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Genetics

Miss E is undertaking the latest, hottest approach to ADHD and problems with working memory and executive function. It's a computer 'game' called RoboMemo made in Sweden by Cogmed. Works with patterns of light, numbers and letters, lots of spacial memory as well. It gets progressively more difficult the better she does, eases up when she makes two mistakes in a row. Five weeks, five sessions per week. Lots of dollars.

There were forms to fill out for the 'before' analysis. Most interesting of these are the teacher responses that show Asperger's symptoms continue to show up, though mildly. And I identify with every one of them.



Can't get her mind off certain thoughts; obsessions
Daydreams or gets lost in her thoughts
Doesn't get along with other pupils
Difficulty following directions
Would rather be alone than with others
Nervous, high-strung or tense
Overconforms to rules
Talks out of turn (my entire family does this to the annoyance of others)
Self-conscious or easily embarrassed
Stubborn, sullen or irritable
Withdrawn, doesn't get involved with others
Worries
Overreacts to small problems
Becomes upset with new situations
Resists or has trouble accepting a different way to solve a problem
Acts upset by a change in plans
Does not notice when her behvior causes negative reactions
Has poor understanding of own strengths and weaknesses
Small events trigger big reactions

Etc.

She's such a chip off the old block that I had trouble seeing that anything was wrong, other than she wasn't progressing at the rate I expected. From babyhood. But her school issues (and life issues in the future) pretty much mirror my own. I do my best to present a different face, have tried to learn how to behave as expected in some 'norm' standard. I did a lot of drama and plays when I was younger. It's not you on the stage, it's someone else. Exhausting, but it works.

Which might explain why I'm happier surrounded by chickens, cats, dogs and flora of all kinds than I ever was in an office. Why I was not cut out to be a manager. Why it was so stressful for me to try and 'read' every social/work situation and why I now avoid them as much as possible. Why I'm so present here on the internet rather than in person in my community. Why I use the self-check line at the grocery store. And even, why I'm a writer by vocation.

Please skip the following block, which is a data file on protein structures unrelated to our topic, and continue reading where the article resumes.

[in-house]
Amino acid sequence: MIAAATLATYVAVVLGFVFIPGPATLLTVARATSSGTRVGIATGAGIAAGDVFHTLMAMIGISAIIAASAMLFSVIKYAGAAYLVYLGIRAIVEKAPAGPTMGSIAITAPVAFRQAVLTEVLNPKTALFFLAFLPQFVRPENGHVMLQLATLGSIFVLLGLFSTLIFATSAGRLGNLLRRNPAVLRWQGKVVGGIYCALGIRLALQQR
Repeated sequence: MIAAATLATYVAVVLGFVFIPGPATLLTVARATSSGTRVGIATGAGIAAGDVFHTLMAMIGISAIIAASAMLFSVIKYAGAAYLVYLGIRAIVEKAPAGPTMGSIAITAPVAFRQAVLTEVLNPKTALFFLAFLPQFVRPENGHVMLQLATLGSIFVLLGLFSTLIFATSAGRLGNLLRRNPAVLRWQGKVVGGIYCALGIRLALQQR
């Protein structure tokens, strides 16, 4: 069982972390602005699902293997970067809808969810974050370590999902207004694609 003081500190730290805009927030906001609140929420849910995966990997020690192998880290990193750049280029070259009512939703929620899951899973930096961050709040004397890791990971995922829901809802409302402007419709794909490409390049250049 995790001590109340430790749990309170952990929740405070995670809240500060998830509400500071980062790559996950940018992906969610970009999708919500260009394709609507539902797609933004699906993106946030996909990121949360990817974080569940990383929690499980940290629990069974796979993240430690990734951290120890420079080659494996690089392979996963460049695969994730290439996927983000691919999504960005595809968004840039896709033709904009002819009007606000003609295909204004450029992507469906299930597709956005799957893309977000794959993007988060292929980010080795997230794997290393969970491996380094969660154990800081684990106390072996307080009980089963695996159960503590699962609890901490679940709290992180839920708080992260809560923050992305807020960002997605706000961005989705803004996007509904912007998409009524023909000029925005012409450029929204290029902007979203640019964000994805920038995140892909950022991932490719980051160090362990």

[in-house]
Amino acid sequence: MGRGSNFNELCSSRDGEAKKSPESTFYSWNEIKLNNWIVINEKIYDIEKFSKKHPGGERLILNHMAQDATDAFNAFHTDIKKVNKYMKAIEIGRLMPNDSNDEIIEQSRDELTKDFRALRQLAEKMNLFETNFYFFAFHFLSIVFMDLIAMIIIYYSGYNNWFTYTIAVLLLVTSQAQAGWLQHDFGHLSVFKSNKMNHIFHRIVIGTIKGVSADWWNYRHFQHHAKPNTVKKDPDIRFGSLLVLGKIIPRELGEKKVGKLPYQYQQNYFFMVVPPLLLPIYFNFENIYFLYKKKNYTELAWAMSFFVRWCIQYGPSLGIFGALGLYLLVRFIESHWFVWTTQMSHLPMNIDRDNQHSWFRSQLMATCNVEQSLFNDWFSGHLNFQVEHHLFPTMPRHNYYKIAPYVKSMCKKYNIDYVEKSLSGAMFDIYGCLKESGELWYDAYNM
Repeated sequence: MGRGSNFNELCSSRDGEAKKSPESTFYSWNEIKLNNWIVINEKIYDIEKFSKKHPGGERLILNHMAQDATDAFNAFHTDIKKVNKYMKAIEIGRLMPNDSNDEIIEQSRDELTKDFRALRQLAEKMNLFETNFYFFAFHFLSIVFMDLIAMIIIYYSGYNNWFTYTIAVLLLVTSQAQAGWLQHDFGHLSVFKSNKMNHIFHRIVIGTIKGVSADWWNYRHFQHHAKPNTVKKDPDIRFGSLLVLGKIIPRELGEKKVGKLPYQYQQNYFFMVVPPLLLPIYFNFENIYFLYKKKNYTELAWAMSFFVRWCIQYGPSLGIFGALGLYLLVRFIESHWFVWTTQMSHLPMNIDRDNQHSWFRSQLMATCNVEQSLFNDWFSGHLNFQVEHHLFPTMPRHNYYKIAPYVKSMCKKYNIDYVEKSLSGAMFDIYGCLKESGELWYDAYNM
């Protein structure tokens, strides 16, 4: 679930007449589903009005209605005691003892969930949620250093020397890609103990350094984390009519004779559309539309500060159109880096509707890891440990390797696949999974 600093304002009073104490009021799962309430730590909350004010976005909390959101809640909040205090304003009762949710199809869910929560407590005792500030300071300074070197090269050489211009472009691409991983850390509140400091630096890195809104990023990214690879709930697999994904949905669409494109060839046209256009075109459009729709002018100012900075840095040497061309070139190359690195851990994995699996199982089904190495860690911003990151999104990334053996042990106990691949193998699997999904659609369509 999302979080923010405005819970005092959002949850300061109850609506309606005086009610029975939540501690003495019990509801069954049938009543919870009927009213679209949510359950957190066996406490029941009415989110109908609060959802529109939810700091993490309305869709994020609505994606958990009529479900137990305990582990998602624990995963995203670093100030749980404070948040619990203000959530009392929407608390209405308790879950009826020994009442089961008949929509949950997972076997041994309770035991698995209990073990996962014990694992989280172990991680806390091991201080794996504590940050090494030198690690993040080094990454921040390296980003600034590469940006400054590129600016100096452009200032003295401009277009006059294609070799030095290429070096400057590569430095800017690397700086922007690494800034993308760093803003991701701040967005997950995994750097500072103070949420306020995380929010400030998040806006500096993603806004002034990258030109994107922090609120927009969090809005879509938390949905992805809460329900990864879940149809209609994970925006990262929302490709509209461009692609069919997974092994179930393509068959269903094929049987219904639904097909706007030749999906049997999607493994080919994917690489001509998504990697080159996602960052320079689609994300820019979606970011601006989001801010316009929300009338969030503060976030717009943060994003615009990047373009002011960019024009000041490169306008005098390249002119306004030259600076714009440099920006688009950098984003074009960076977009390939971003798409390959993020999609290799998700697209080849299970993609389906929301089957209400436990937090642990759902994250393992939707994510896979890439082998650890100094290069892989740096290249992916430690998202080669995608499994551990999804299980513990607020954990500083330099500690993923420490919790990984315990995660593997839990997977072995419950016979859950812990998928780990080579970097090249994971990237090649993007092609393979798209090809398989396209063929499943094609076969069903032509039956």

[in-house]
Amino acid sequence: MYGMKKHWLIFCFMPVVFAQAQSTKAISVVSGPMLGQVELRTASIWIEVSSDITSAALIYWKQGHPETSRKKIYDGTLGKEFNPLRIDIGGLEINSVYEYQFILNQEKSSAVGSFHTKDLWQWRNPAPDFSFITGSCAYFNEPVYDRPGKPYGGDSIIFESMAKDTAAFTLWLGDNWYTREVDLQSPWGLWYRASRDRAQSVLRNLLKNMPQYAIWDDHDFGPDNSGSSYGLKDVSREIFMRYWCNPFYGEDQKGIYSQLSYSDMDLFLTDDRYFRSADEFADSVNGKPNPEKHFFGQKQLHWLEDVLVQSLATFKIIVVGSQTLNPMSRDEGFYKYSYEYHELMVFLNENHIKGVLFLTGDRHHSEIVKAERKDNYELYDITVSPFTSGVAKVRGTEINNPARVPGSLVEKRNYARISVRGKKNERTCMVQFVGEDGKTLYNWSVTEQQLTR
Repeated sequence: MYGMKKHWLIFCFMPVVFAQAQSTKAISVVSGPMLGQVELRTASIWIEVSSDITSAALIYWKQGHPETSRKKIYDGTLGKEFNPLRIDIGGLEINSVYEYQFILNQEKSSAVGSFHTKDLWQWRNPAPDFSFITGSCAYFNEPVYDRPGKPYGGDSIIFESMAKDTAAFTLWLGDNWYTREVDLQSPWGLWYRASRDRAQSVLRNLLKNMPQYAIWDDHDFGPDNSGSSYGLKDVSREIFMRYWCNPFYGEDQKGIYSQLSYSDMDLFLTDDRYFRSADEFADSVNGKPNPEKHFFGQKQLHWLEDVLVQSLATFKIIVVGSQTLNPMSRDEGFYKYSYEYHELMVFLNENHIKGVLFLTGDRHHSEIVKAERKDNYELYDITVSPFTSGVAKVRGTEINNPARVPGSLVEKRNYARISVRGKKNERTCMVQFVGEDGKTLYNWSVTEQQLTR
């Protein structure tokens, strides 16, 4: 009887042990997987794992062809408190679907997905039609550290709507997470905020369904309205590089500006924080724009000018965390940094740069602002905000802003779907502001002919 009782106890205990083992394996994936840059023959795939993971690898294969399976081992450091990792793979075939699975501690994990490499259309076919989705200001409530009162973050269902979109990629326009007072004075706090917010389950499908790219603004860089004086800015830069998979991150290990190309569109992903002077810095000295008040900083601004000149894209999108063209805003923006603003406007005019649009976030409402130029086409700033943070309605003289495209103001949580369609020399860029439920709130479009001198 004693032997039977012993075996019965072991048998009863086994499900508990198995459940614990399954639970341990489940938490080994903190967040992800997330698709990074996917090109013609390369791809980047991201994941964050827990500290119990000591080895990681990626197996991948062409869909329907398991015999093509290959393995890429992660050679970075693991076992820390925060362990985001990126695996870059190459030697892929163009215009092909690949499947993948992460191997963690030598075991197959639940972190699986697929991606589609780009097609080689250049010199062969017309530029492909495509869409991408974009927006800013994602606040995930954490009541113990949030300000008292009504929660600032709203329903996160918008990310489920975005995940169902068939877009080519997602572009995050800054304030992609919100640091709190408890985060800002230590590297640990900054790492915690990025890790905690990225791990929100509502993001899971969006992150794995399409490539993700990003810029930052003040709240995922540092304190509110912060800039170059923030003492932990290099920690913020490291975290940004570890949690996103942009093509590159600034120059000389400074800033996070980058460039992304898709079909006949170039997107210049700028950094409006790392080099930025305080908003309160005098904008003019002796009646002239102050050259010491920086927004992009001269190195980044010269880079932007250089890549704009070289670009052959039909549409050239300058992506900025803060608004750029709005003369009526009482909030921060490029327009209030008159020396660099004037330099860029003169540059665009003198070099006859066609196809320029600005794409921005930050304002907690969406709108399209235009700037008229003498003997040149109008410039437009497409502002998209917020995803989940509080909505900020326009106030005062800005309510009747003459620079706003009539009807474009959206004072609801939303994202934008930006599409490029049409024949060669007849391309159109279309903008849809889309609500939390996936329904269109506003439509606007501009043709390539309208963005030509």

Frog

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( 8 comments — Leave a comment )
maralton
Mar. 29th, 2007 02:48 pm (UTC)
Well, it is interesting. Genetically, I have some of this, but not all. I enjoy a lot of alone time, but sometimes I want people around. I enjoy being a manager, as I define the role of that as a coach. I like teaching and leading. But then I do need to come to the 10 Acre Farm and recharge. Parts of the mother and parts of the father. By the way, is Winnie the Pooh flag out yet?
birdhousefrog
Mar. 29th, 2007 02:53 pm (UTC)
1. You're ADHD, not Asperger's. The Asperger's skipped you.
2. Believe it or not, the Christmas flag is still out.
kelly_yoyo
Mar. 29th, 2007 04:53 pm (UTC)
I can't tell whether you're amused or irritated by this list of symptoms, so I'm hesitating to make a comment. But to heck with it... here's what I was going to say:

Looking at that list, heck, I think we all have Asperger's! It's kind of like an astrological sign description -- nearly all of us fit nearly every one.
birdhousefrog
Mar. 29th, 2007 05:09 pm (UTC)
Neither amused nor irritated. And yes, it fits a lot of people. Many engineers have Asperger's. But believe it or not, there are people that DON'T have any of these symptoms and someone calls them 'normal.' I do think it fits writers...we like to control our universe.

Like following rules, for example. I run into people in the DC area (it seems especially) that think rules are for other people. Me, I get concerned if I'm given a set of rules. I think I'm supposed to follow them literally. Like this training program. She wants to do it 6 days a week, not 5. I would have said no, because there must be a reason for the rule, but I checked with her coach. And yes, she can do it more than 5 times a week. It will shorten the total time accordingly. But I never would have thought of deviating from that rule on my own. Other people wouldn't think twice, would just consider it a target amount instead of worrying that the entire training would implode if you deviate.

It bothers us both when other people don't follow 'the rules.' It bothers us both when we're in a situation and we feel we don't understand the rules. I was just remarking that these things the teachers are noting as slightly present and 'different' in my child have always made me feel out of step with the rest of the world. But I feel in step with her.

Oz
kelly_yoyo
Mar. 29th, 2007 05:19 pm (UTC)
Having a mom who understands and is in step with her will continue to be a great benefit to her through her life, I am sure.
(Anonymous)
Apr. 1st, 2007 06:42 am (UTC)
I wish my mom had been in step with me. My brother and I are both Aspies, and it makes things fun. We have the whole list... he's just a much better actor than I am. He can even fake eye contact. I, on the other hand, seem to be hopeless. Oh well.
birdhousefrog
Apr. 1st, 2007 11:46 am (UTC)
Your Mom is soooo definitely NOT Asperger's. Your dad, on the other hand, wouldn't surprise me. It's mostly genetic. It's about what makes you 'different' and it bothers some people and not others to be 'different.' I always felt out of step somehow and didn't know why. Somehow with the munchkin there is something else there as well that is inhibiting her development, something that affected her 'working memory.' Which is what this very cool game is all about.
(Anonymous)
Apr. 1st, 2007 06:43 am (UTC)
Oop, sorry, that was from me.

Chile Rox
( 8 comments — Leave a comment )